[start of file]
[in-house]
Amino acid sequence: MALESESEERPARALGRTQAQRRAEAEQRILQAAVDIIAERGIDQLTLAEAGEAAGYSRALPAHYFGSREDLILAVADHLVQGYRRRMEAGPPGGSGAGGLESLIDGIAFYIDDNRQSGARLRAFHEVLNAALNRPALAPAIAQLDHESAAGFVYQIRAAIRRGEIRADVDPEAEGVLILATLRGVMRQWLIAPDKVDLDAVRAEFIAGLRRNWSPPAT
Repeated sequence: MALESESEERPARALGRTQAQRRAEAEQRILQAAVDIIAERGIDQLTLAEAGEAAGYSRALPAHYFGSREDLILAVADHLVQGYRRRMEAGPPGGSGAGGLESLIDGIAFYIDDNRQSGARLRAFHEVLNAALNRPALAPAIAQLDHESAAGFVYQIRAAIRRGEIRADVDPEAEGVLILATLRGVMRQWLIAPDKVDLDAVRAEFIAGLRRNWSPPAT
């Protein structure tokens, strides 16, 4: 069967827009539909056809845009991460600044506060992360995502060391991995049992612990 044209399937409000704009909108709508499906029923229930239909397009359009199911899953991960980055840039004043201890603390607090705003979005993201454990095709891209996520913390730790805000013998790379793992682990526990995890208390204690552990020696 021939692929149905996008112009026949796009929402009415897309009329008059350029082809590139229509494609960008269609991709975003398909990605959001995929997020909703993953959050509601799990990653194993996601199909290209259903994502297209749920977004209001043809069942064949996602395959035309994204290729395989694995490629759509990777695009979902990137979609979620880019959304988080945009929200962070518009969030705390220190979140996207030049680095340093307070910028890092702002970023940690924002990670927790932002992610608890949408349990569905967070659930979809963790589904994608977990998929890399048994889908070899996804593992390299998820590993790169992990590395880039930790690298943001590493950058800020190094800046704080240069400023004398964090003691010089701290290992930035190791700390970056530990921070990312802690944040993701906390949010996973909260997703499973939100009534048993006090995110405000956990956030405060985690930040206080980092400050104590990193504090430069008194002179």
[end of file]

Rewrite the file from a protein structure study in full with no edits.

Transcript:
[in-house]
Amino acid sequence: MALESESEERPARALGRTQAQRRAEAEQRILQAAVDIIAERGIDQLTLAEAGEAAGYSRALPAHYFGSREDLILAVADHLVQGYRRRMEAGPPGGSGAGGLESLIDGIAFYIDDNRQSGARLRAFHEVLNAALNRPALAPAIAQLDHESAAGFVYQIRAAIRRGEIRADVDPEAEGVLILATLRGVMRQWLIAPDKVDLDAVRAEFIAGLRRNWSPPAT
Repeated sequence: MALESESEERPARALGRTQAQRRAEAEQRILQAAVDIIAERGIDQLTLAEAGEAAGYSRALPAHYFGSREDLILAVADHLVQGYRRRMEAGPPGGSGAGGLESLIDGIAFYIDDNRQSGARLRAFHEVLNAALNRPALAPAIAQLDHESAAGFVYQIRAAIRRGEIRADVDPEAEGVLILATLRGVMRQWLIAPDKVDLDAVRAEFIAGLRRNWSPPAT
């Protein structure tokens, strides 16, 4: 069967827009539909056809845009991460600044506060992360995502060391991995049992612990 044209399937409000704009909108709508499906029923229930239909397009359009199911899953991960980055840039004043201890603390607090705003979005993201454990095709891209996520913390730790805000013998790379793992682990526990995890208390204690552990020696 021939692929149905996008112009026949796009929402009415897309009329008059350029082809590139229509494609960008269609991709975003398909990605959001995929997020909703993953959050509601799990990653194993996601199909290209259903994502297209749920977004209001043809069942064949996602395959035309994204290729395989694995490629759509990777695009979902990137979609979620880019959304988080945009929200962070518009969030705390220190979140996207030049680095340093307070910028890092702002970023940690924002990670927790932002992610608890949408349990569905967070659930979809963790589904994608977990998929890399048994889908070899996804593992390299998820590993790169992990590395880039930790690298943001590493950058800020190094800046704080240069400023004398964090003691010089701290290992930035190791700390970056530990921070990312802690944040993701906390949010996973909260997703499973939100009534048993006090995110405000956990956030405060985690930040206080980092400050104590990193504090430069008194002179």